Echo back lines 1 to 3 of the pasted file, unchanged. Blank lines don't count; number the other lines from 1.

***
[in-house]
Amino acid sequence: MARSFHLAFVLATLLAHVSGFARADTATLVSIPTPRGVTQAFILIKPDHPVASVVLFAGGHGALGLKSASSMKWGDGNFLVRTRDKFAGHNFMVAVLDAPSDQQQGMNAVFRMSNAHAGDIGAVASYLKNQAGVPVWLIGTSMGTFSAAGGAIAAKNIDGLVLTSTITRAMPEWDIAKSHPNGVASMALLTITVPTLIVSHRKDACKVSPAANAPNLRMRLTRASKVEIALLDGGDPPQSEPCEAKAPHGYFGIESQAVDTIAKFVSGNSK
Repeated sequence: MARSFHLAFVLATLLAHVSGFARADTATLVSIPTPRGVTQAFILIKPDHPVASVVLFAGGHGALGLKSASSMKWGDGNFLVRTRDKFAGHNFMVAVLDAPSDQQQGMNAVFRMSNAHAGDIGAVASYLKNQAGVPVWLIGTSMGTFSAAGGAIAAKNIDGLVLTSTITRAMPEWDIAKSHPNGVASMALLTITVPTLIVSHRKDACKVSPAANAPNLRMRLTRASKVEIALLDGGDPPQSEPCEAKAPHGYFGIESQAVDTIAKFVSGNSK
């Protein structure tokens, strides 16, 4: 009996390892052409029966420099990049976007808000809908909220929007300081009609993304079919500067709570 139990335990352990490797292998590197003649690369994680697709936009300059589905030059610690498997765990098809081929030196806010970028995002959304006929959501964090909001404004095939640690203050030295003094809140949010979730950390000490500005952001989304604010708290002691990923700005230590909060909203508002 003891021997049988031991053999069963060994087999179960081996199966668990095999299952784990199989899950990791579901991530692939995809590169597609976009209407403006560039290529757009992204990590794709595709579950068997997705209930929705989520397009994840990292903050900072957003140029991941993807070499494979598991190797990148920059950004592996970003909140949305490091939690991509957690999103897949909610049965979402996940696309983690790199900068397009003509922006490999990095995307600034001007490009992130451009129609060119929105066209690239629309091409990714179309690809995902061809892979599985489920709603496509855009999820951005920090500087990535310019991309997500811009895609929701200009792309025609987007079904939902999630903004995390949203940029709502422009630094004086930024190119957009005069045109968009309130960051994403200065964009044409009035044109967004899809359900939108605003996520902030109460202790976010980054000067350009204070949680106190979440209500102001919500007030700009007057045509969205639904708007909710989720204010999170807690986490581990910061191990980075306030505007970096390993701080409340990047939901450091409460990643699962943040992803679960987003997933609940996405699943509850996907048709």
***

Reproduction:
[in-house]
Amino acid sequence: MARSFHLAFVLATLLAHVSGFARADTATLVSIPTPRGVTQAFILIKPDHPVASVVLFAGGHGALGLKSASSMKWGDGNFLVRTRDKFAGHNFMVAVLDAPSDQQQGMNAVFRMSNAHAGDIGAVASYLKNQAGVPVWLIGTSMGTFSAAGGAIAAKNIDGLVLTSTITRAMPEWDIAKSHPNGVASMALLTITVPTLIVSHRKDACKVSPAANAPNLRMRLTRASKVEIALLDGGDPPQSEPCEAKAPHGYFGIESQAVDTIAKFVSGNSK
Repeated sequence: MARSFHLAFVLATLLAHVSGFARADTATLVSIPTPRGVTQAFILIKPDHPVASVVLFAGGHGALGLKSASSMKWGDGNFLVRTRDKFAGHNFMVAVLDAPSDQQQGMNAVFRMSNAHAGDIGAVASYLKNQAGVPVWLIGTSMGTFSAAGGAIAAKNIDGLVLTSTITRAMPEWDIAKSHPNGVASMALLTITVPTLIVSHRKDACKVSPAANAPNLRMRLTRASKVEIALLDGGDPPQSEPCEAKAPHGYFGIESQAVDTIAKFVSGNSK